ANDOVER MA. – JULY 30: Mass Gov Charlie Baker wears a ‘science will win’ mask as Gov. Charlie Baker gives his daily press conference at the Pfizer manufacturing facility in Andover on July 30, 2020 in Andover, MA. (Staff Photo By Stuart Cahill/MediaNews Group/Boston Herald)

BOSTON – Massachusetts is entering a crucial stretch in its journey through a global pandemic: the return of K-12 education and in-person college activities.

Gov. Charlie Baker said Wednesday that those are “both really big and really important deals in Massachusetts,” citing the impending transition to students coming together as something his administration wants to “get through” before considering whether to loosen some of the remaining restrictions on public activity.

“They’re hugely important for kids and families and educators, and the college return is particularly important as well for many people who work at colleges and universities,” Baker said at a press conference when asked what he would need to see to take another reopening step. “For the next couple of weeks, our focus really ought to be there, and we’ll talk about other stuff when we get past that.”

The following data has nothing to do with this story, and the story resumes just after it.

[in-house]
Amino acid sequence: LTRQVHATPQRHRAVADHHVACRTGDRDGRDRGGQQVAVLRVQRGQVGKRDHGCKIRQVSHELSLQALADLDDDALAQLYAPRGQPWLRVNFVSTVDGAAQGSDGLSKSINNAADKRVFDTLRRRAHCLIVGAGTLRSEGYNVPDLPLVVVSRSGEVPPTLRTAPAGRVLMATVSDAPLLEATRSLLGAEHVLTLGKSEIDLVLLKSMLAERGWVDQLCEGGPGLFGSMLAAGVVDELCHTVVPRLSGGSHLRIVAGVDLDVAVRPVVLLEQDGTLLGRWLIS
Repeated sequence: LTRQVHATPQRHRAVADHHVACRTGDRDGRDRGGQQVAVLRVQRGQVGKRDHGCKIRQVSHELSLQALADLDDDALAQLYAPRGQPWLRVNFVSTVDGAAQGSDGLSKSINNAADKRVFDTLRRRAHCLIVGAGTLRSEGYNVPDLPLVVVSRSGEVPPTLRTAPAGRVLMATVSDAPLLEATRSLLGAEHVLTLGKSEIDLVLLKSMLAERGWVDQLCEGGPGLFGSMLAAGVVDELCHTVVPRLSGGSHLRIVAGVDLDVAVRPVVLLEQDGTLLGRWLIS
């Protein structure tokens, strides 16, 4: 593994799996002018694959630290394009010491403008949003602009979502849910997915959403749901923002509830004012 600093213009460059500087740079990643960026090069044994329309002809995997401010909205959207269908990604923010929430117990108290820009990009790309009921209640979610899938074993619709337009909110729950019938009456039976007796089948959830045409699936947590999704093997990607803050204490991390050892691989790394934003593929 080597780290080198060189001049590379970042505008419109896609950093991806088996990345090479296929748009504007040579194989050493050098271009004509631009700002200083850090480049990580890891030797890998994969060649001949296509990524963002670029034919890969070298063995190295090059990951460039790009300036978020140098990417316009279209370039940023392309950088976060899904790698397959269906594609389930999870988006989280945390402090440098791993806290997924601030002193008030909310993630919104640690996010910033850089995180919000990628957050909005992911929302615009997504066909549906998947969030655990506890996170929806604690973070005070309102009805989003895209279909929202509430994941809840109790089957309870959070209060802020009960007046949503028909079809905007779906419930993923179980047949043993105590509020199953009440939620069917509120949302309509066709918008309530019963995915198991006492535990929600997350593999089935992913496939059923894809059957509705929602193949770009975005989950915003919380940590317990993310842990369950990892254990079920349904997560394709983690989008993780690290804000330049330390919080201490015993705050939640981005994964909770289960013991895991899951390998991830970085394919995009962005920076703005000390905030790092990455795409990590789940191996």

School districts and higher education institutes are taking varying approaches to their fall semesters, with about 70 percent of K-12 districts opting for either a full or partly in-person model, according to the administration.

Massachusetts has been on a gradual path toward reopening since mid-May, and Baker paused the progression in early August during a span of slightly elevated infection rates.

Offering a message to those frustrated with the pace, Baker said Wednesday that “the vast majority of our economy is open” and cited the state’s ability to avoid backtracking.

“I’m as frustrated as anybody about the fact that there are still elements of our economy that, for one reason or another, aren’t open, but anybody who watched what happened in the South and in the Midwest with respect to bars and nightclubs should understand why, as much as those organizations are distressed and suffering under this current period of time, it was pretty clear they played a significant role in significant outbreaks in many states where they were permitted to reopen,” Baker said.

Baker said he supported Northeastern University’s decision to dismiss 11 first-year students caught violating social distancing rules.

“I think this sends a pretty powerful message about that, despite the fact that it’s obviously a really terrible blow for the kids and the families that are involved,” he said.